I just don't even know what to say to this. So wrong, so very wrong. And, like the bin owner says, "It's kind of ironic, here she is digging for cans in a Dumpster, but yet she has a cell phone."

Read it all here: Woman Dumped Into Rear of Garbage Truck
Note This

It isn't going down. And no one in power right now is going to be very upset about it: Oil sets new record at $58.60

Thursday, June 16, 2005

Spotty Face

This is great: the zits I had as a teen will keep me from keeling over from a heart attack, but will probably kill me with cancer:
"NEW YORK (Reuters Health) - The activity of male hormones, androgens, can give rise to acne during adolescence, but may also protect against coronary heart disease in adulthood, UK researchers report.

However, androgens also appear to be associated with an increased risk of dying from prostate cancer, the study in the American Journal of Epidemiology suggests."
read all about it here
Just A Thought

For the 19th consecutive year, our state has failed to pass a budget within the constitutionally mandated time limit required. This year, as in many before, it has less to do with the fiscal issues at hand --- which are huge --- and more with the partisan atmosphere that has a stranglehold on our state government.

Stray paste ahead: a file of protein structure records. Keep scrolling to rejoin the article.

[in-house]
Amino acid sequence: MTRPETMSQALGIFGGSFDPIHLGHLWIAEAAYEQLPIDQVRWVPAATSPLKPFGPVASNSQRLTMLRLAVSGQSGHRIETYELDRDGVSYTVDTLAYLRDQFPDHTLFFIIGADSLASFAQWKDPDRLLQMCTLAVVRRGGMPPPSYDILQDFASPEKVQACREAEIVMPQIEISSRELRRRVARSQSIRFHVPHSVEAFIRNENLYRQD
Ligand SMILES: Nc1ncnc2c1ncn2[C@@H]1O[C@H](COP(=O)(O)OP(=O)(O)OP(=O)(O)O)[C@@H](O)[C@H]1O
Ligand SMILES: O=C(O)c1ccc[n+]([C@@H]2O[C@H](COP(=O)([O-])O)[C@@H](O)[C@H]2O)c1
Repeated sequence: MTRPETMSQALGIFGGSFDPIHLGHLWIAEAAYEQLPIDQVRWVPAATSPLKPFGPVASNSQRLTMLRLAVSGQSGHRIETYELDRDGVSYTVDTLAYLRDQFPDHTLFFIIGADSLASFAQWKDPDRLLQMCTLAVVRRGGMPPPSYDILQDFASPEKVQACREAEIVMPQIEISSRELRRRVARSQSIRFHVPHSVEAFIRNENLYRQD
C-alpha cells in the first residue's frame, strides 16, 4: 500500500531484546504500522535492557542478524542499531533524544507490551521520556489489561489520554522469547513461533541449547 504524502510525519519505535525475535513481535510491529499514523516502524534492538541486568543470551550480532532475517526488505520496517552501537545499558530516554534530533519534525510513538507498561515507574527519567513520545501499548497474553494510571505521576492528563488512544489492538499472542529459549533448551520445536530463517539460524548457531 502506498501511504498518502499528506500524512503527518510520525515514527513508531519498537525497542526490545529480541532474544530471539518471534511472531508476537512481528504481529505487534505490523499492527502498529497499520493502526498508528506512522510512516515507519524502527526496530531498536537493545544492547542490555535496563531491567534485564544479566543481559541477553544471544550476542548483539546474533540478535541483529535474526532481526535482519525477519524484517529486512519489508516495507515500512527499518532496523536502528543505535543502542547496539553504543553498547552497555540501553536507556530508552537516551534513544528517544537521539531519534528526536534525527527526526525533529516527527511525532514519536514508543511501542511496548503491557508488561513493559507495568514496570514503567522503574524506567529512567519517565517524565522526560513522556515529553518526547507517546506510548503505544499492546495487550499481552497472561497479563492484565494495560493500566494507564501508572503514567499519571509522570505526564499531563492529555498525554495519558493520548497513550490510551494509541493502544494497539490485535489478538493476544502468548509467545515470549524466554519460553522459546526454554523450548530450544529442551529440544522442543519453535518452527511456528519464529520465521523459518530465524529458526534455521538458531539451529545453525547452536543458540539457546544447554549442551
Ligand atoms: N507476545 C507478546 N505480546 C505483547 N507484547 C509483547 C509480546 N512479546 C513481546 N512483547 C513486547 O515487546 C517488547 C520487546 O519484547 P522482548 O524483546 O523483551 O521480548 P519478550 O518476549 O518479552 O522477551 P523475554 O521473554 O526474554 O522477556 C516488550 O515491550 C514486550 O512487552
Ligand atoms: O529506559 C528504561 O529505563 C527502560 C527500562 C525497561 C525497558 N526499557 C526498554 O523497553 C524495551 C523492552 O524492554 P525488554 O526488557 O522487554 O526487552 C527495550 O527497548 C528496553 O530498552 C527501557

At the same time, our governor (for what it's worth) is AWOL on the topic, too busy barnstorming for his special election, which will spend money we do not have to decide issues which will not help, and about which very few people care deeply.

My question: Why isn't Gov. Schwarzenegger twisting arms in Sacramento to force a compromise between his minority folks and the bickering swaggering stupefyingly inert majority Dems to craft a budget that can A) fulfill most of his personal reform agenda, B) get passed by the legislature, and C) will not cause further political fallout for the long term health of the state of California?

And while we're at it: maybe it's time to rethink the balanced budget requirement? I mean, two decades and we can't do it, even with the constitutional pressure. What more pressure can be brought? Are we any better off than we were before?
Manifesto

I.

I am weary of the crypto-elitist, solipsistic, ineffectual liberal Left.

I am sick to heart of the tendentious, narrow-minded, self-congratulatory arrogant conservative Right.

I believe that government has a duty to its citizens to act in their best interest regardless of their 'worth'.